We’re all in this together. Don’t forget that. We’re all tied to horses and races, slot machines and political agendas, regulatory decisions and public opinions, foaling dates and stud fees, hay crops and gas prices, handle figures and stock indexes?–?all the things that make the Thoroughbred game what it is.
Together, we make up an industry that goes in all directions and pulls at participants. Stuff happens at the same time, all the time. Work gets in the way. Horses foul up best-laid plans. Schedules get made, and remade.
Never was this more evident than over the winter. Tracks and farms and, hey, magazines dealt with more weather than NASA, all the while trying to card races, stand stallions, take care of horses and make (or miss) deadlines.
At Charles Town, January included just six days of live racing. Laurel Park defeated the snow, largely, but braced for Klondike cold during the Winter Carnival Feb. 13-15. Fasig-Tipton hosted a January sale, and somehow got sunshine instead of snow squalls. Stud farms hosted open houses, putting cars in frozen fields and hoping for the best.
From Grantville to Charlottesville, snow removal became a thing. So did frozen pipes. And like it always does, the story repeated itself all over the region.
But work got done. Business continued. Racing produces hardy souls. People bought, sold, trained, entered, raced and bet on horses. People prepped mares, practiced with stallions (did you know they practiced?), contemplated schedules for fresh yearlings.
Invariably, the activity forces decisions. You’re a Maryland racing fan and a small-time breeder, did you go to Country Life Farm’s stallion show or to Laurel Park for the Maryland-bred Conniver Stakes Jan. 30? They happened on the same day this year. What about looking at mares to buy at Timonium? Did you get there or go to Laurel for the races?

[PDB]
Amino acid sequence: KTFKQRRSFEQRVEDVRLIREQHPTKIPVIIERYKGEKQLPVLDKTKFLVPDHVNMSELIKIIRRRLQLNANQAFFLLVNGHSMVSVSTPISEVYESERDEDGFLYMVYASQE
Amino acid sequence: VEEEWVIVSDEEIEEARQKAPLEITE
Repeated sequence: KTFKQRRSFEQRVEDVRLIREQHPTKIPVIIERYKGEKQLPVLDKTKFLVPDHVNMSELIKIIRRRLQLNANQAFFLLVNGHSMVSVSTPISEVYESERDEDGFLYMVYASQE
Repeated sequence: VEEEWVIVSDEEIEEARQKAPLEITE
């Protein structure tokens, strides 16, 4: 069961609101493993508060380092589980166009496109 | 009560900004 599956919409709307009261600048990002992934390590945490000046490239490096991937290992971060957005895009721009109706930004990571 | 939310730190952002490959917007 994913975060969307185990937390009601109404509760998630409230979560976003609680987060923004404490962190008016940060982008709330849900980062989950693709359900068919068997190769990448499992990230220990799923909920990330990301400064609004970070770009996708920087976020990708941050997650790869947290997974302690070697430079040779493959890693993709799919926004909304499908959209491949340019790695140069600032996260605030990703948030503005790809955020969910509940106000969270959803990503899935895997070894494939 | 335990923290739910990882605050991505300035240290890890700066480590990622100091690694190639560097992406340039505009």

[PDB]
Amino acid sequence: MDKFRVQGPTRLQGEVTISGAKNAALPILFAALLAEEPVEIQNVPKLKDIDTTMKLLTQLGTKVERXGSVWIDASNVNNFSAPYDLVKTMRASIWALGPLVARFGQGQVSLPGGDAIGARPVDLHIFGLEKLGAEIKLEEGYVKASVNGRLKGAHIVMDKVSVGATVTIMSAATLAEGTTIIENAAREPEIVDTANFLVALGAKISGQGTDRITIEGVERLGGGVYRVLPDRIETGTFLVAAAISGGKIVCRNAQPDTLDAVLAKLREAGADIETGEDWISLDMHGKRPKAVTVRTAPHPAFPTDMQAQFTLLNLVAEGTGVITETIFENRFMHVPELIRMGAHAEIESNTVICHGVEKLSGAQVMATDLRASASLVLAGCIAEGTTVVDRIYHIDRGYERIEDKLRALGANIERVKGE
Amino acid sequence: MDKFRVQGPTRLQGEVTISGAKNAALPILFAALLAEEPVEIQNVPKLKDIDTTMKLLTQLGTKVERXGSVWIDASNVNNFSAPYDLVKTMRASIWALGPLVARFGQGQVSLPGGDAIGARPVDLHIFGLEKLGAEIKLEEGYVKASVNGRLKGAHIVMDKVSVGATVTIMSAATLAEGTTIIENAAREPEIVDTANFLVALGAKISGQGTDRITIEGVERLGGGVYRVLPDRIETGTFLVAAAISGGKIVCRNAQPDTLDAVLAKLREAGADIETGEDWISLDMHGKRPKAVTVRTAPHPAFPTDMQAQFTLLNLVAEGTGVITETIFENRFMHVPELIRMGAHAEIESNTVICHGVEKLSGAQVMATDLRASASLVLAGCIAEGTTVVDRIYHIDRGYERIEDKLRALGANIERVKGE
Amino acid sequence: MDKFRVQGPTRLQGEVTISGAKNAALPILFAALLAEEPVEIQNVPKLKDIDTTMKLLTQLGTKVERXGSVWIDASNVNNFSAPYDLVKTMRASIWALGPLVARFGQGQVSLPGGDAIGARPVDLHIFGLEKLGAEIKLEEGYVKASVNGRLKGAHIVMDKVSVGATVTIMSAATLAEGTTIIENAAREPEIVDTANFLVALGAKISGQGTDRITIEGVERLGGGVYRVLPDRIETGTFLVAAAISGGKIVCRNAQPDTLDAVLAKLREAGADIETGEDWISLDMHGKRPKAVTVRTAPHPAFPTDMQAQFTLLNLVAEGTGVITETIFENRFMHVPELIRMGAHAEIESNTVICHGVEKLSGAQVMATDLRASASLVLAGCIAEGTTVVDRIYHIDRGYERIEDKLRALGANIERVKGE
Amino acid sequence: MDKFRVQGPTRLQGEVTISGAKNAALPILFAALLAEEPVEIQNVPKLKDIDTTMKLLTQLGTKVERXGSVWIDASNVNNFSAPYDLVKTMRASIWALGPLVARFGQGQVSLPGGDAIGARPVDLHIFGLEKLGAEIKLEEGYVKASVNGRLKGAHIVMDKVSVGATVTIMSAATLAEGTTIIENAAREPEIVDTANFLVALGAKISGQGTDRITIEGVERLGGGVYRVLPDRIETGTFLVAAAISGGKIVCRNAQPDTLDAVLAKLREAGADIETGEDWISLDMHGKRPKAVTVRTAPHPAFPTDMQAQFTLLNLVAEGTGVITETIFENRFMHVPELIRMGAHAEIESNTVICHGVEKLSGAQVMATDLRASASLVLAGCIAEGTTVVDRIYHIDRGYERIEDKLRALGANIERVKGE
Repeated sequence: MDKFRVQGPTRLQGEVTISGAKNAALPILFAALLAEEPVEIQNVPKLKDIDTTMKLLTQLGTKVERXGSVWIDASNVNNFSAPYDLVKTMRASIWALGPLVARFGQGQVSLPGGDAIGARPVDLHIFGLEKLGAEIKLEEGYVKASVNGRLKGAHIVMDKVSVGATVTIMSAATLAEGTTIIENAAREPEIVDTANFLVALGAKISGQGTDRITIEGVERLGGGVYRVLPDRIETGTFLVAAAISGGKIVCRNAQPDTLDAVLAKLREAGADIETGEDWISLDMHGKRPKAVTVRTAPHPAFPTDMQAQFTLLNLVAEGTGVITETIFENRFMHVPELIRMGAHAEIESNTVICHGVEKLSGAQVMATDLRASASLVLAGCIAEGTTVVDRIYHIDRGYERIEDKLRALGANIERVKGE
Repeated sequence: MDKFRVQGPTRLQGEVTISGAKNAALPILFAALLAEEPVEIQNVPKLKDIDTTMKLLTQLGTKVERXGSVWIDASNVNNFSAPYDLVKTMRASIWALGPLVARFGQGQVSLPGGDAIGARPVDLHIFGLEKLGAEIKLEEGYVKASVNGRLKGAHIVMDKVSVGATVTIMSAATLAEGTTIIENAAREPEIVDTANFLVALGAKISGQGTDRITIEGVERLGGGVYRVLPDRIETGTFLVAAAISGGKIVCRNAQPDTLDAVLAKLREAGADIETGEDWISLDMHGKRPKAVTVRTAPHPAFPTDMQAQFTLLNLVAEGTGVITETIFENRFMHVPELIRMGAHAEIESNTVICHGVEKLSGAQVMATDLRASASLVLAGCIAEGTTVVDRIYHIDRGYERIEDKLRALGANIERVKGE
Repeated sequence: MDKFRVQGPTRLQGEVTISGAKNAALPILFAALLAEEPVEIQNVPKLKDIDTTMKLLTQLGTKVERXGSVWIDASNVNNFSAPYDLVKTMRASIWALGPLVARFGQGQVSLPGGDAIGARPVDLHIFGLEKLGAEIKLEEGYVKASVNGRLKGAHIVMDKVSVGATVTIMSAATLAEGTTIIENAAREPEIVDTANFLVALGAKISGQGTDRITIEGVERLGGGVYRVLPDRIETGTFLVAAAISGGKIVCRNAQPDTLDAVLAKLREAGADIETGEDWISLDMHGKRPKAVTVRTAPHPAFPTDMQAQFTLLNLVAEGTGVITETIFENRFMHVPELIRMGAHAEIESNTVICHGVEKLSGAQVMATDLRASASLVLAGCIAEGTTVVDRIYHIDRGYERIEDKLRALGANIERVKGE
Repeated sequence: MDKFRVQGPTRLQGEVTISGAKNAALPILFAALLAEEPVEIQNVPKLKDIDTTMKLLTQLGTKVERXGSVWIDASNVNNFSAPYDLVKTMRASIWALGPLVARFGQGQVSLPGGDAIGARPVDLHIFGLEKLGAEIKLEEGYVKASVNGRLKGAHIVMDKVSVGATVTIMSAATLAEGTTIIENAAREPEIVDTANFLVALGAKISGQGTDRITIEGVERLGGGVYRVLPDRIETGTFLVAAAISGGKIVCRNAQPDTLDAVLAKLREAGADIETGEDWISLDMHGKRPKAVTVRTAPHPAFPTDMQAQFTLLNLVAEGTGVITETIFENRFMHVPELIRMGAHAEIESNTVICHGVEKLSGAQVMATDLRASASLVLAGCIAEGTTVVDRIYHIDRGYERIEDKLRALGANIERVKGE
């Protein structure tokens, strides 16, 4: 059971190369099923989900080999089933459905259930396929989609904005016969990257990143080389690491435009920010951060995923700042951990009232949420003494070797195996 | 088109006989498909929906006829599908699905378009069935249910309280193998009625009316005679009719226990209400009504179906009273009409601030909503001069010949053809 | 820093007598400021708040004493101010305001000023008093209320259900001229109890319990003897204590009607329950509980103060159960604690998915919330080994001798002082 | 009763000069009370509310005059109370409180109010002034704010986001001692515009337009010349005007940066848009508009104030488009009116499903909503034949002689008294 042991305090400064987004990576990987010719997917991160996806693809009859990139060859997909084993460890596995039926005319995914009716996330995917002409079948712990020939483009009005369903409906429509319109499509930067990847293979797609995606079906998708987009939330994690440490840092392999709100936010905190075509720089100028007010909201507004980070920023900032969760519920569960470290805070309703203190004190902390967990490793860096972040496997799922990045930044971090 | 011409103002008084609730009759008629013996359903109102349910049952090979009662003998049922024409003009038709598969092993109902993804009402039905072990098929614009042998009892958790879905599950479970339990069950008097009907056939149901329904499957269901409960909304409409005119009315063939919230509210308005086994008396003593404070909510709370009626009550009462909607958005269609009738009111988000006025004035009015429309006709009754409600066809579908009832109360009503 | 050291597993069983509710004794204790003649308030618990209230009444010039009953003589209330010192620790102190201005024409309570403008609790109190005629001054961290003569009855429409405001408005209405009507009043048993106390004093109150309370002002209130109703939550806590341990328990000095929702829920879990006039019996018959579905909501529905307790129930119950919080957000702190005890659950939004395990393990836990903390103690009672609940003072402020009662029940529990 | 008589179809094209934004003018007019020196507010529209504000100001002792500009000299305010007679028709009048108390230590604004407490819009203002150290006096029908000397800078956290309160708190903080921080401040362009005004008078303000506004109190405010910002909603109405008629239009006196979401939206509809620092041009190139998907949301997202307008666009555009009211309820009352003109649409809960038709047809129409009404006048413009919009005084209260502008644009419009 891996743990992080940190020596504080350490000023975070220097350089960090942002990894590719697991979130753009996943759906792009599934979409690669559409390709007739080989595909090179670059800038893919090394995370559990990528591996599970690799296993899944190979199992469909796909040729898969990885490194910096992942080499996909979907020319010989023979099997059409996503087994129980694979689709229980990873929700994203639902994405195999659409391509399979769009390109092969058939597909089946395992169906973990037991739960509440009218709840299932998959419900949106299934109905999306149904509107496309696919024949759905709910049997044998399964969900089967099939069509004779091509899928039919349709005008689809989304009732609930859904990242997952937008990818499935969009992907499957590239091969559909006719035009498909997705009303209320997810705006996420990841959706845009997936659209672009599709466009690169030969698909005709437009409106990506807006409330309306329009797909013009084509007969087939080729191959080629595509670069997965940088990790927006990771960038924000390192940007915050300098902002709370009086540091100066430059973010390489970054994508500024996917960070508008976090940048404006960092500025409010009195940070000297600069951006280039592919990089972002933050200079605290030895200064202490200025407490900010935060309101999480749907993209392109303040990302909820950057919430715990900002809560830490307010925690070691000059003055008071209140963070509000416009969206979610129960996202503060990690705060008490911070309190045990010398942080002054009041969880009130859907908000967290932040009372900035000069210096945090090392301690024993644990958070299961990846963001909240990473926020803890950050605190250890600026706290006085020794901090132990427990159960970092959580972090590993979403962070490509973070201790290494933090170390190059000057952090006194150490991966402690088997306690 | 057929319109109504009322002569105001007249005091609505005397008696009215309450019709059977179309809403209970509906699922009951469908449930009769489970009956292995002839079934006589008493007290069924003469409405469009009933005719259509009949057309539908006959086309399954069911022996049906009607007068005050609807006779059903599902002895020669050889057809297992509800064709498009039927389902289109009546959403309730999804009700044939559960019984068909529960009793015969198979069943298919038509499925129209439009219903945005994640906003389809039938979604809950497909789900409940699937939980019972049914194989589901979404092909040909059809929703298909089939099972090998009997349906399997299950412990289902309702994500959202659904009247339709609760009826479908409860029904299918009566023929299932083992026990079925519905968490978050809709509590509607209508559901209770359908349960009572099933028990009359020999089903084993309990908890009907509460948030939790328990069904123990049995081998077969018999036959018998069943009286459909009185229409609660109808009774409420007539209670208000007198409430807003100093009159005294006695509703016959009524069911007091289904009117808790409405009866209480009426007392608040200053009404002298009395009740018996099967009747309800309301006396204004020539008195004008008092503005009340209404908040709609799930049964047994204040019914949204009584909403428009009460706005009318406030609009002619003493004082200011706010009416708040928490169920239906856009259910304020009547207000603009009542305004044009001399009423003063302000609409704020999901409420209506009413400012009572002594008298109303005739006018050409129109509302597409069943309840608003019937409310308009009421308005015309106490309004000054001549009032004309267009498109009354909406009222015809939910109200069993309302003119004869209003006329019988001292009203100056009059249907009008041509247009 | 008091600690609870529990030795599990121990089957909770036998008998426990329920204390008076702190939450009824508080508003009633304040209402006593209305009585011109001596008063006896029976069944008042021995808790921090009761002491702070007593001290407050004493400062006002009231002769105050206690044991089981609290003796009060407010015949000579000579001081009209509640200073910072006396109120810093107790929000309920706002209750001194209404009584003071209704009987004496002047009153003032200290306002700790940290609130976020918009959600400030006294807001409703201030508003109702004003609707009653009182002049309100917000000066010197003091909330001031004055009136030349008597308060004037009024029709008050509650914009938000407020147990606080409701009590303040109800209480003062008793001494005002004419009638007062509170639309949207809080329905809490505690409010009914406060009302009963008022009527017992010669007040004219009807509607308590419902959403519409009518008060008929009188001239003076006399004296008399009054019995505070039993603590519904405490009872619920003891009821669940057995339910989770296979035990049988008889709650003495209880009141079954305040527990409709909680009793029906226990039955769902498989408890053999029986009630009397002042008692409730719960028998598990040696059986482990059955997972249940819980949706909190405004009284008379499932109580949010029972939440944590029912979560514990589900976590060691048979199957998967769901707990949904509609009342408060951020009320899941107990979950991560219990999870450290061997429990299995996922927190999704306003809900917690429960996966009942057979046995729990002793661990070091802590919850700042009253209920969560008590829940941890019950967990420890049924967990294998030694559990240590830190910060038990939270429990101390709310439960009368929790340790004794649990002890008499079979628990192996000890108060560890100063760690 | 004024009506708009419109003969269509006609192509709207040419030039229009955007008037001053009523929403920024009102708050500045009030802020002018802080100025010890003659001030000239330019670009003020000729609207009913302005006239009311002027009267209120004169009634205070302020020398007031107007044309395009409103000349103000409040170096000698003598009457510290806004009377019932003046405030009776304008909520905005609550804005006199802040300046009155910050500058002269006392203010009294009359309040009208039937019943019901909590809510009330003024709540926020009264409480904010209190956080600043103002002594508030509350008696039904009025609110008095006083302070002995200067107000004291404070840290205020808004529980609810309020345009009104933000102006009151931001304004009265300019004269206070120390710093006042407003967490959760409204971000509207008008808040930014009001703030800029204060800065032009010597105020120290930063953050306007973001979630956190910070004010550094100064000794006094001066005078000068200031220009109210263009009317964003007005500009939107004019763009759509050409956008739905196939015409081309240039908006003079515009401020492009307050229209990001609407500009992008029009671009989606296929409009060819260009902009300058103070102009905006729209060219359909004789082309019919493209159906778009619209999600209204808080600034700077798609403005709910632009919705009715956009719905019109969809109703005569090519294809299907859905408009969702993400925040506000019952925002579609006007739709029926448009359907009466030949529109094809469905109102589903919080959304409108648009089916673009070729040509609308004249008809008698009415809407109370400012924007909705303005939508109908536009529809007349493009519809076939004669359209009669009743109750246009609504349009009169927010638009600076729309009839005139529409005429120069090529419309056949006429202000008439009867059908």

You’d like to be everywhere. Everybody would. And there’s the rub, one of them anyway, in this industry.
I don’t go to the races often enough. I do way too many interviews on the phone. I wanted to meet Talkin Smack, the mare featured at the start of an article in this edition, but I never got there. Becky Davis filled in the details, but it would have been a better story if I’d gone to Chesapeake City and been able to give the horse a pat on the neck. I way too frequently turn left toward my office at Fair Hill instead of right toward the training center so I can see some horses. I made a few stallion shows, though I missed the sale. I spent most of January and February trying to visit a training operation in Pennsylvania and never made it (not yet anyway). I thought I’d be able to get to Laurel’s Winter Carnival again this year?–?graded stakes, cool racing, a nice vibe. I was there last year, and in 2013. This time around I was chaperoning a bunch of high-school kids on a five-day trip to Florida. Wow.
Nobody, well I hope nobody, tries to schedule events at conflicting times. Racing is too small for that. But it happens. We do the best we can. We can probably do better.
And, hey, I’ll see you at the races.